Yale R. Burge was born in 1917 in New Haven, Connecticut. His parents, both Russian-born, owned and operated an antiques store in the same city. Burge was at Pratt Institute studying design when World War II broke out. He enlisted in the Royal Air Force in 1940 before the United States joined the War. When the United States entered the War\ in 1941, Burge was transferred to the US Air Force where he created models and maps that were used in military operations, including the D-Day Invasion of Normandy. He traveled with the troops into France and that is where he developed a love for French country furniture, which he later championed in the States.
Following the war, Burge enrolled in L’Ecole des Beaux-Arts in Paris in order to complete his studies. Returning to New York in 1947, Burge worked in the interiors department at B. Altman & Company. In 1955, he opened his own interior design and furniture reproduction business. Utilizing his contacts in England, France and Italy, he both imported antique furnishings for his clients, and produced authentic reproductions of fine antique French and English antique furniture.
In 1960 Angelo Donghia, who had recently graduated from Parsons School of Design, joined the firm. Burge was so impressed with Donghia’s work that in 1966, Burge made him partner and the firm’s name was changed to Burge-Donghia, Inc. The firm designed residences throughout the country but it is perhaps best remembered for commercial projects such as the world headquarters for PepsiCo, Warner Bros. and the Metropolitan Opera Club at Lincoln Center.
When Burge died in 1972 at the age of 55, Donghia assumed the interior design business. Burge’s wife Betty took over the antiques and antiques reproduction business and the firm reverted to the name Yale R. Burge Antiques, Inc. In 1986, their son Robert Burge joined the business, and daughter Lisa Burge joined in the early 1990s. Yale Burge Antiques continued to be a family-owned business until the auction of its inventory by Doyle New York in January 2014. The firm’s clients included several generations of prominent American interior designers, among them Sister Parish, Albert Hadley, Nancy Pierpont, Mark Hampton, Mario Buatta, David Easton Ellie Cullman, Bunny Williams, Mariette Himes Gomez, Jamie Drake, Jeffrey Bilhuber, Alexa Hampton and Katie Ridder.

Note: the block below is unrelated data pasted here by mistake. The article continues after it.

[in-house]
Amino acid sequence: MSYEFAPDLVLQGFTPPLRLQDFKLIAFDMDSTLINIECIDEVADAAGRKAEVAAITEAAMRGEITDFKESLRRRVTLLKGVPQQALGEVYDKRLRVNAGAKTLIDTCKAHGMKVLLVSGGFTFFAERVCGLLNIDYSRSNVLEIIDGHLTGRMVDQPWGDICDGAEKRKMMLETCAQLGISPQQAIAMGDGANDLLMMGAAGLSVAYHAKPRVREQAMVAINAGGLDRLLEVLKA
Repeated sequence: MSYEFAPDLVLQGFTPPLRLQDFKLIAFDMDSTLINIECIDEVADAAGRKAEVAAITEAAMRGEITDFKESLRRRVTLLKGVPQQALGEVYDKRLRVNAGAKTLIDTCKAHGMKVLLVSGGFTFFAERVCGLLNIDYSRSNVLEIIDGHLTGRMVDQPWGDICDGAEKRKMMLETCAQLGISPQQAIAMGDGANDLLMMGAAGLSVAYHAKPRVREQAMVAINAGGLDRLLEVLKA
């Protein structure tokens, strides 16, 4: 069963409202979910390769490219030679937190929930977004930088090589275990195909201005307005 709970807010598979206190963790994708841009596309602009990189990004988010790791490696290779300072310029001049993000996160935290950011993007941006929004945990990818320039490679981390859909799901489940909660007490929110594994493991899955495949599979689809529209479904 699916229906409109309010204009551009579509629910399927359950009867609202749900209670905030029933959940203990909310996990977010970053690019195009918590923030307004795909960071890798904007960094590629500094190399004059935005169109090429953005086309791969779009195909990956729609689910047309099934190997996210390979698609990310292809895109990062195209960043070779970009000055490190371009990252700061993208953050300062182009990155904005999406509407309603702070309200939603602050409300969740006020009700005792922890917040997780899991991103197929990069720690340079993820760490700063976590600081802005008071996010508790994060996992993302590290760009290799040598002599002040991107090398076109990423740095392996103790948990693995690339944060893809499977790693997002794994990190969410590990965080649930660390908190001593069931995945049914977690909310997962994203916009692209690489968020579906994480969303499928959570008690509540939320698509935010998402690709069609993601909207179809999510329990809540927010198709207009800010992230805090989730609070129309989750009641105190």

Burge was among the first generation of men to enter the interior design field in significant numbers in the post-war era. In the 1950s, Burge became the first home furnishings editor for Gentlemen’s Quarterly (GQ), a post he held for more than a decade.
It was not uncommon for interior designers of Burge’s time to be antique dealers as well. As Judith Gura noted, “In the profession’s early days, clients hired decorators chiefly to help them acquire furniture and antiques; the sale of antiques and accessories became the most important part of the business” (Gura 120).
As Burge’s antiques business grew and demand outpaced supply in the post-World War II economic boom, he launched the reproductions business. Because the antiques he sold were of the highest quality, it necessitated that the reproductions meet the same standards. Many of the pieces chosen for reproduction were signed antiques by great 18th century cabinetmakers of Europe. In France, Burge commissioned cabinetmakers to create master models in much the same manner as cabinetmakers did in the 18th and earlier centuries, such as George Jacob, Henri Amand, and L. Delanoix. Some antiques were taken apart, others were measured and details sketched prior to making the master models. Select pieces were scaled and proportioned for more contemporary living. All pieces were produced in workshops in Long Island City, New York. These included Cabinet Masters, Connoisseur Finishing, Jeano Upholstery, JP Metals. Finishes were described by press as so minutely executed that only an expert could detect the reproduction from its original counterpart. Gura described Burge as a “pioneer in what later became an established genre” (Gura 120). The reproductions business gave Burge a platform to set trends in furniture design, such as the popularization of white lacquer and unfinished metal.
Yale R. Burge Reproductions were originally sold in his New York showroom at 41 East 57th Street, which was known as the Design District. In 1961, the business moved to a larger space at 315 East 62nd Street, where it remained until 1983. As the business grew, the reproductions were sold in showrooms in Chicago, Dallas, Miami, Atlanta, Los Angeles, San Francisco and Seattle. By 1987, the firm stopped manufacturing reproductions and began importing select new European pieces to show with the collection of antiques. By that time, the antiques business was located at 305 East 63rd Street and moved back to 315 East 62nd Street, where it remained until the business was shuttered in 2013.
Throughout his career, Burge was a champion of the interior design field. He was a founder and the first president of the National Society of Interior Designers (which merged with the American Institute of Interior Designers in 1975 to become the American Society of Interior Designers (ASID)). He was also a member of the American Institute of Interior Designers and served as a member of its National Board of Governors. He also was a mentor to the interior designers such as Melvin Dwork, Gloria Kaplan, Donald Hess, Jack Hartwick, John Fitzgibbons and Ronald Bricke.
The following source was consulted in the preparation of this biographical note:
Gura, Judith. New York Interior Design 1935-1985: Inventors of Tradition. New York: Acanthus Press, 2008.